Then again, I noticed that Bloomfield doesn't really sport many vacant houses...and some of the units there aren't exactly architectural wonders...and streets get plowed.

You can go down the list of city neighborhoods that people aren't leaving...oakland, shadyside, regent square, south side (they're even climbing the slopes these days. could allentown be the next hot neighborhood?). A lot of other places are looking good too. Okay, no one wants to live in Fairywood (do you know where it is) or much of the West End, for that matter.

But TIFs and ballparks and whatever else you guys rail against aren't the reasons why people left Pittsburgh. To borrow a James Carville quote, it's the economy, stupid.

Remember the steel mills? Oh, that's right. A lot of you guys aren't from here. Still, some of you still plunked down your lives in this so-called miserable town. Didn't you do your research?

Anyway, the big steel jobs are gone. The little jobs that fed off the mill jobs are gone too. And many of the people are gone as well. Do you really think taxes and subsidized stadiums and condos and Point State Park drove people to move to Houston or Phoenix or Orlando? Did any of that stuff stop any of you from taking up residence here? If you knew the Titanic was going to sink would you have boarded it...and then bitched when it ended up on the ocean floor?

WQED ran a show about the decline of Brownsville, a once amazingly bustling river town. But sometime wouldn't you know, the 1980s came and Brownsville went belly up. Nearly entire downtown is abandoned. Why? Because the coal mines where tons of guys worked went out of business? And why is that? Because the steel mills closed. And as a result, the clothing and hardware stores — and just about everything else — in Brownsville went out of business. Or maybe Brownsville tax money subsidized a couple new sports arenas and a half dozen high-rise condos. Maybe I missed that sort of thing. But my guess is the reason Brownsville wasted away and Pittsburgh lost half its population boils down to this simple fact...it's the economy, stupid.

sean mcdaniel

sorry for a couple word omissions in the previous post. but i think you guys are smart enough to figure it out...then again...who knows.

Sam M

Chris,

By all means, I am right with you. To wit: I do recognize that the city's debt is a terrible problem. Perhaps even an intractable one. But I do think that when you are in a hole, the first order of business is to stop digging. A cliche, perhaps. But true nonetheless.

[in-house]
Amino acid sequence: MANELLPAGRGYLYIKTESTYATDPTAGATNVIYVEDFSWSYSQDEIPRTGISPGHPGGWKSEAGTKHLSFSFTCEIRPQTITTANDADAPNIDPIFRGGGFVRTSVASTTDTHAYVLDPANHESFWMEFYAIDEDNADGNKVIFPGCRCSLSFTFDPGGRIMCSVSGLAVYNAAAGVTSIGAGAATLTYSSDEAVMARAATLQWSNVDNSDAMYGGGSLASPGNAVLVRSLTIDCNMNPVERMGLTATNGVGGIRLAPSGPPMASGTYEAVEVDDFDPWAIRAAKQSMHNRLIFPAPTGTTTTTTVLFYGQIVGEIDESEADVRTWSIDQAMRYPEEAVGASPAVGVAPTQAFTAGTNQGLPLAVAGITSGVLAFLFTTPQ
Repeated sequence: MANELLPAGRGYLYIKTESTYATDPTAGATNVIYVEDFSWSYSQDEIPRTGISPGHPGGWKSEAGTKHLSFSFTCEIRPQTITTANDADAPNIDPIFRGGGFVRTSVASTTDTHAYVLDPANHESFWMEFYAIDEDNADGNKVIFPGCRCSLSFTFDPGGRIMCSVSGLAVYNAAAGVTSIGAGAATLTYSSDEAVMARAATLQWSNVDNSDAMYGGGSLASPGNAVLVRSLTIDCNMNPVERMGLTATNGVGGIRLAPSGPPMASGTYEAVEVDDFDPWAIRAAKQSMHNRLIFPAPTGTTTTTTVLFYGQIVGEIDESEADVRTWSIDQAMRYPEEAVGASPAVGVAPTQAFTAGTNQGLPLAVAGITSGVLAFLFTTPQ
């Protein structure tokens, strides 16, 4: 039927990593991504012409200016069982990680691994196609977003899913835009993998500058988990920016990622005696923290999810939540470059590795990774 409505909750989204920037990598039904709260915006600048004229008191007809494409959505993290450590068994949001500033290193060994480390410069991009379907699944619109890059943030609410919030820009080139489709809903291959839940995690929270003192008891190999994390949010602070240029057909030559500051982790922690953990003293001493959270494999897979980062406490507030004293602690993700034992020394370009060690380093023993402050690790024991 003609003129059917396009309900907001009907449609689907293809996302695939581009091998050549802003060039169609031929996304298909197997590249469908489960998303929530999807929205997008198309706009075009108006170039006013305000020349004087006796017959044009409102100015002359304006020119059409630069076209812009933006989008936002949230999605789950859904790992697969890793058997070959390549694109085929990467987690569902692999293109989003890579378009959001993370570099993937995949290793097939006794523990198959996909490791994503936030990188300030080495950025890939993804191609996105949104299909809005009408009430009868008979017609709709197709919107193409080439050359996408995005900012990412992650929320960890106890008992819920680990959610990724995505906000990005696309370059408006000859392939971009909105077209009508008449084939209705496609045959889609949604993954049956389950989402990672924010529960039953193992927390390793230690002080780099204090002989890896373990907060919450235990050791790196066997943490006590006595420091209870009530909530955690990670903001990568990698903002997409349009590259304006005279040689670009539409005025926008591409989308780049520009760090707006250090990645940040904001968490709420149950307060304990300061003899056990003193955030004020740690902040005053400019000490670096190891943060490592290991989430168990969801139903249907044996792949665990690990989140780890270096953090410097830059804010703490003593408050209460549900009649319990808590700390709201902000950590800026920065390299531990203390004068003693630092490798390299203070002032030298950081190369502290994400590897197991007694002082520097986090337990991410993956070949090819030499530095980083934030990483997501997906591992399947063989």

Moreover, I never meant to imply--and I don't think I ever said--that the current crop of development schemes are responsible for the city's loss in population. As Sean notes, the most serious cause of that implosion was the collapse of that population's livelihood.

I did say this:

"I think the problem with all of the approaches is that actual change--real improvement--is incremental and systemic. Good government requires hard decisions. Serious cuts. An ability to deal with powerful unions.

It's a lot easier to write an $18 million check to PNC. It allows officials to stand in front of an empty lot with a golden shovel. And a few years later stand in front of a skyscraper (or a stadium or Lazarus) with a pair of goofy scissors and cut a goofy ribbon."

By that, I do not mean that the PNC plan is the sole cause of Pittsburgh's woes. What I do mean is that this is a mess. And rather than taking a real look at the mess, it appears that we are rehashing a lot of the plans that have been failing to "save" Pittsburgh since the 1940s. We had the Renaissance. Renaissance II. And the now the Post-Gazette prattles on about Renaissance III. God help us.

Remember, not long ago the Civic Arena and Gateway Center were supposed to save us. Then it was PPG Place. Then we had a few stadiums and a convention center. Lazarus.

Whoops.

So now it's creative class lads and lasses living it up in Jack Piatt condos.

There is a history here. A history of grand schemes and even grander promises that as far as I can tell have never really worked.

The original post was meant to illustrate that there is some good news. And that good news can emerge without some sort of grandiose ribbon cutting. Progress, it turns out, is boring. Gradual. And its usually not the kind of thing one person can claim credit for.